How I Fell in with the Criminal Element
Making Mystery Friends:
How I Fell in with the Criminal Element
By Lori Rader-Day,
author of The Black Hour and Little Pretty Things
In the fall of 2011, when I walked into Bouchercon St. Louis, I was the loneliest mystery writer in the world.
Inside that conference hotel were nearly 1,800 people who all lived and breathed mysteries. I knew precisely one of them.
Terry Faherty (The Quiet Woman) and I had met at an earlier writing event, where he had the occasion to suggest to me that the novel I was trying to write might be a mystery. This was news to me. It shouldn’t have been. I’d been a Lois Duncan and Agatha Christie fan from way back and had turned all my junior high friends onto Mary Higgins Clark. But I’d fallen away from mysteries as a reader and had undertaken a writing program that led me toward what I cavalierly called at the time “literary” fiction. But when I tried to write something longer than twenty pages, what came out was crime.
And lucky for me it did. By the end of that conference, I had made two new friends from that sea of Bouchercon humanity: Clare O’Donohue (Life Without Parole), who answered my questions about how to meet other mystery authors by pointing to the Mystery Writers of America table across the room—and Margery Flax, who helped me fill out my application to join.
I didn’t have a book deal or an agent. I didn’t have a complete manuscript. I had everything in the world to learn about the mystery community.
As I write this in January 2016, only five years later, I am the new president of the Midwest Chapter of Mystery Writers of America. I’m off to New York in a couple of days to meet the rest of the national board, to hang out in New York’s Mysterious Bookshop with my two books for sale nearby, to spend a weekend dedicated to the issues that bring all American crime writers together.
MWA changed my life, and I don’t mean only in that over-the-last-five-years sense. I mean immediately. I hadn’t known that I could go to a monthly meeting with like-minded weirdos, that I could get two newsletters of mystery content delivered to my inbox every month, that I could meet up at conferences throughout the year to hang out with mystery writers of all stripes. I hadn’t known how valuable—personally as well as professionally—it would be to know other crime fiction writers, or how quickly I could be of service and also benefit from new friendships and connections. By the time I attended Bouchercon Cleveland the year after St. Louis, there were familiar faces among the Bcon thousands. I also had an MWA assignment: along with Clare and Margery, I helped plan and host a breakfast for librarians featuring guest of honor Mary Higgins Clark. I sat next to her.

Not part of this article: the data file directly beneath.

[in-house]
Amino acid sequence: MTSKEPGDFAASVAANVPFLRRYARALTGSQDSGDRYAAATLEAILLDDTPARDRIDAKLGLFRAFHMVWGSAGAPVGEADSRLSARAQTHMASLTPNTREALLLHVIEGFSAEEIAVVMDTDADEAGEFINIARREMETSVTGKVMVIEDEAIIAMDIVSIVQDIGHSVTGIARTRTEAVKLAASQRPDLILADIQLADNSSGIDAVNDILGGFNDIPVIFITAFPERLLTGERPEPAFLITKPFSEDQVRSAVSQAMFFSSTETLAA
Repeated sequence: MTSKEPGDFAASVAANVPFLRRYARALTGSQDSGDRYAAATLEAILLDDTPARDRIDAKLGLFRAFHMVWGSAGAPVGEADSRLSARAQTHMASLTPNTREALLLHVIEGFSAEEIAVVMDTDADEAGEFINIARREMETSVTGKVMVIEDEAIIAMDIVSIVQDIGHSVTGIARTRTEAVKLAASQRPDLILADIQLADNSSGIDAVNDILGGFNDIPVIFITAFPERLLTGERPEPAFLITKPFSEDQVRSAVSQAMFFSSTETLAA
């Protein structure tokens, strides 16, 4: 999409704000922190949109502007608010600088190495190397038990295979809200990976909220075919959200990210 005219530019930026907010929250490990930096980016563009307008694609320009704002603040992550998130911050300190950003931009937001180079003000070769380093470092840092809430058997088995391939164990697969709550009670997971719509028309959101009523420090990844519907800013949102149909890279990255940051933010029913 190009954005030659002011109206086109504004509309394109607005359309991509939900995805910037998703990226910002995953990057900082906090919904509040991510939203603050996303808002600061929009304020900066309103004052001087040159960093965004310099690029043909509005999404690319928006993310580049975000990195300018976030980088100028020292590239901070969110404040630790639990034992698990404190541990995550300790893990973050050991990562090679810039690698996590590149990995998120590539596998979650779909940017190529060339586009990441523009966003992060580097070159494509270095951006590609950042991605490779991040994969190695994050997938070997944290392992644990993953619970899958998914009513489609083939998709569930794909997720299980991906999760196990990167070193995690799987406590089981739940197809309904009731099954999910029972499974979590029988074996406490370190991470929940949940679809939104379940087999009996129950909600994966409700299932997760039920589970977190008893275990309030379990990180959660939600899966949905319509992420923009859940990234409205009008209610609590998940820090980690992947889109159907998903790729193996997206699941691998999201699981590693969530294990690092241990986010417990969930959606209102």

Mary. Freaking. Higgins. Clark.
I’ve had the chance to sit next to some amazing people since I joined MWA—from other published authors and those working hard to join them to guest speakers from all areas of the crime and crime-adjacent career paths. I’ve met mystery writers from all over our thirteen-state (!) chapter area and have learned so much from just being in the same room as them.
When I asked other MWA Midwest members to articulate what they found valuable, that’s what they said again and again: the chance to learn from peers. Bo Thunboe said he enjoyed “the generosity of the more experienced members in sharing what they’ve learned,” while Matthew V. Clemens (Fate of the Union, written with fellow MWA Midwest member Max Allan Collins) reminded us that published writers still had things to learn. “Those of us who have been at this for a while can always learn things from others,” he said. “It’s not simply writing tips. There are also lessons to be learned about navigating an industry in flux.”
It’s not always school hours—camaraderie is what the group offers to writers at all stages of their career. “Even when you live far away and can’t make it to the monthly meetings, the other members go out of their way to make you feel welcome when we meet up at conferences for happy hour,” said Anna Lee Huber (A Study in Death). “And I love the cheering section in our emailed newsletter.”